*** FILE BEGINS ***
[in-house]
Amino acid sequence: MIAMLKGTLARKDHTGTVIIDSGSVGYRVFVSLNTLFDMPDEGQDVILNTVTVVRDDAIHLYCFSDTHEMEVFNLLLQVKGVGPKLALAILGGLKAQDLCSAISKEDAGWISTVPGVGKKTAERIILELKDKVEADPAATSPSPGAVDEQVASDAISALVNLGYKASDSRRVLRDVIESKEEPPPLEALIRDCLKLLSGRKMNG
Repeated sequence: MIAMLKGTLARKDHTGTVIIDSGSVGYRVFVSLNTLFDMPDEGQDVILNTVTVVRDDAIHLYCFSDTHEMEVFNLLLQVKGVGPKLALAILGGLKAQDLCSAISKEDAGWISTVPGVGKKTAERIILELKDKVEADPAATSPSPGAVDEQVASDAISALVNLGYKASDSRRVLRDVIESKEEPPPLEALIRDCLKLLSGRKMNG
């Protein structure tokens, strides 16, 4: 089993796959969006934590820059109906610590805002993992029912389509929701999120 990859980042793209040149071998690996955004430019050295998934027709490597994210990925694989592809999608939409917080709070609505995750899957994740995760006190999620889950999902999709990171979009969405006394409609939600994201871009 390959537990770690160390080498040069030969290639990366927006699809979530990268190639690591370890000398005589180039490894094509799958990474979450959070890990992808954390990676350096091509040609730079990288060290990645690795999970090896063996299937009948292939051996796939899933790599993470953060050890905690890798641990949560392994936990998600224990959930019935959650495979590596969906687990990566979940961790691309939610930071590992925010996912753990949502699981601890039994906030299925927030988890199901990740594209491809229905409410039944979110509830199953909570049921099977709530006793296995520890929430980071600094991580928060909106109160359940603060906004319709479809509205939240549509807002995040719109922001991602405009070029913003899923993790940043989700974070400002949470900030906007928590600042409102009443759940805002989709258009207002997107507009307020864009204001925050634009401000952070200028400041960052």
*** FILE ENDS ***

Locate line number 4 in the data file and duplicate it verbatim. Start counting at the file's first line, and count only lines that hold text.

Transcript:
């Protein structure tokens, strides 16, 4: 089993796959969006934590820059109906610590805002993992029912389509929701999120 990859980042793209040149071998690996955004430019050295998934027709490597994210990925694989592809999608939409917080709070609505995750899957994740995760006190999620889950999902999709990171979009969405006394409609939600994201871009 390959537990770690160390080498040069030969290639990366927006699809979530990268190639690591370890000398005589180039490894094509799958990474979450959070890990992808954390990676350096091509040609730079990288060290990645690795999970090896063996299937009948292939051996796939899933790599993470953060050890905690890798641990949560392994936990998600224990959930019935959650495979590596969906687990990566979940961790691309939610930071590992925010996912753990949502699981601890039994906030299925927030988890199901990740594209491809229905409410039944979110509830199953909570049921099977709530006793296995520890929430980071600094991580928060909106109160359940603060906004319709479809509205939240549509807002995040719109922001991602405009070029913003899923993790940043989700974070400002949470900030906007928590600042409102009443759940805002989709258009207002997107507009307020864009204001925050634009401000952070200028400041960052």